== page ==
People to Interview

July 21, 2012

This list ‘o names is both of people I’d like to interview in this lifetime as well as a list of those I have interviewed. I see it as ever-evolving and I’ll just keep adding to it as I think of people I’d like to interview and/or get to interview more people (which I’ll note by crossing their name off the list as I go).

– Leah Abramson
– Adele
– Coco Love Alcorn
– The Avett Brothers
– Ashleigh Ball (Hey Ocean)
– Bob Barker
– Martha Beck
– Isaac Brock
– Bill Bryson
– Kris Carr
– Tracy Chapman
– Billy Connolly
– Death Cab for Cutie
– Zooey Deschanel
– Ellen DeGeneres
– Ani DiFranco
– The Dixie Chicks/Natalie Maines
– Steve Earle
– Melissa Etheridge
– Will Ferguson
– Jeremy Fisher
– James Franco
– Michael Franti
– Rory Freedman
– Elizabeth Gilbert
– Sarah Gilbert
– Ryan Gosling
– Geri Halliwell
– Ben Harper
– Woody Harrelson
– Arianna Huffington
– Jack Johnson
– Jenji Kohan
– Lady Gaga
– Howard Lyman
– Dan Mangan
– Bam Margera
– Elizabeth May
– Tara McLean
– Matthew McConaughey
– Joni Mitchell
– Alanis Morissette
– Stevie Nicks
– Ozzy and Sharon Osbourne
– Mary-Louise Parker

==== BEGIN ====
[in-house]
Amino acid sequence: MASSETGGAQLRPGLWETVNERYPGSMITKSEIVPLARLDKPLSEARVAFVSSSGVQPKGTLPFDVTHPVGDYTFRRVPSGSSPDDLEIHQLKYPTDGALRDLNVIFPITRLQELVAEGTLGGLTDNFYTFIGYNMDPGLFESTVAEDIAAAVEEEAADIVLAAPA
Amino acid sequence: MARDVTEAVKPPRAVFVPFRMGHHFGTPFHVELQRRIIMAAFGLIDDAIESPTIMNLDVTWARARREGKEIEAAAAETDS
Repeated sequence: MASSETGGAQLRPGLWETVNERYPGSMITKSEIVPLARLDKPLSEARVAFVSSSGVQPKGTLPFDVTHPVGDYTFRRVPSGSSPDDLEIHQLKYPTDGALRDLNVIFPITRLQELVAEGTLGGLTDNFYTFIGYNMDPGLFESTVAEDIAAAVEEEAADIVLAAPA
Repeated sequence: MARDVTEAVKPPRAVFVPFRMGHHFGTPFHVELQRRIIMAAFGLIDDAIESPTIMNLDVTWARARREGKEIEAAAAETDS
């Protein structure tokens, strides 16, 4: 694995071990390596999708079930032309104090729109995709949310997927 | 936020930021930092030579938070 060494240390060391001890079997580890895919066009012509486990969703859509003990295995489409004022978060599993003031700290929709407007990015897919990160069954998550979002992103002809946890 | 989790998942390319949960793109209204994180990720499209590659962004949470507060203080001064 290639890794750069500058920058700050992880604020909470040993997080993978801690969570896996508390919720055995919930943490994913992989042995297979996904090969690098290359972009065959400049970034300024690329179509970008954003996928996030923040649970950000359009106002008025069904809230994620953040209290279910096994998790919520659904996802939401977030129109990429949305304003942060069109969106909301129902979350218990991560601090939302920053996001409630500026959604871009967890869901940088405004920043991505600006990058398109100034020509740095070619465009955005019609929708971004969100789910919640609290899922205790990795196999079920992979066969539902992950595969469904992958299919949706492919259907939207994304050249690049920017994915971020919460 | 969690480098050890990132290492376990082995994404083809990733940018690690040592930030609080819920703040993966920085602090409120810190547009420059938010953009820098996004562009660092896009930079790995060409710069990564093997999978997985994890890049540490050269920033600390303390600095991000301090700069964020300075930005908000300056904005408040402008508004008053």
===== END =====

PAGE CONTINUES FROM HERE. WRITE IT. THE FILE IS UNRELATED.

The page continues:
– Joel Plaskett
– Tristan Prettyman
– Bonnie Raitt
– Paul Rudd
– Xavier Rudd
– Serena Ryder
– Jason Segel
– Steve-O
– Gloria Steinem
– Taylor Swift
– David Suzuki
– The Trews
– Shania Twain
– The Wailin’ Jennys
– Danny Wallace
– Barbara Walters
– Diane Warren
– Florence Welch
– Betty White
– Oprah Winfrey


– Katie Couric
– Jian Ghomeshi
– Grant Lawrence
– Will Potter
– George Stroumboulopoulos
– Barbara Walters


Katimavik Profile

December 14, 2011

The following is what I my interview with Will Ferguson was for (my Research business profile assignment on Katimavik). It’s not perfect, but at least it exists where it didn’t two days ago.

Visionary Jacques Hébert created Katimavik in 1977, intent on unifying Canada by bringing Anglo and Francophone youth together to explore Canadian diversity.

Inuktitut for “meeting place,” Katimavik is Canada’s leading national youth volunteer service program, with each project household consisting of 11 youth aged 17 to 21 chosen as a regional representation of Canadian society.

A project leader oversees each group, sharing living space, meals and experiences with the participants on a daily basis. The project leader liaises with local community projects where each participant holds a fulltime volunteer position, as well as with regional and head offices.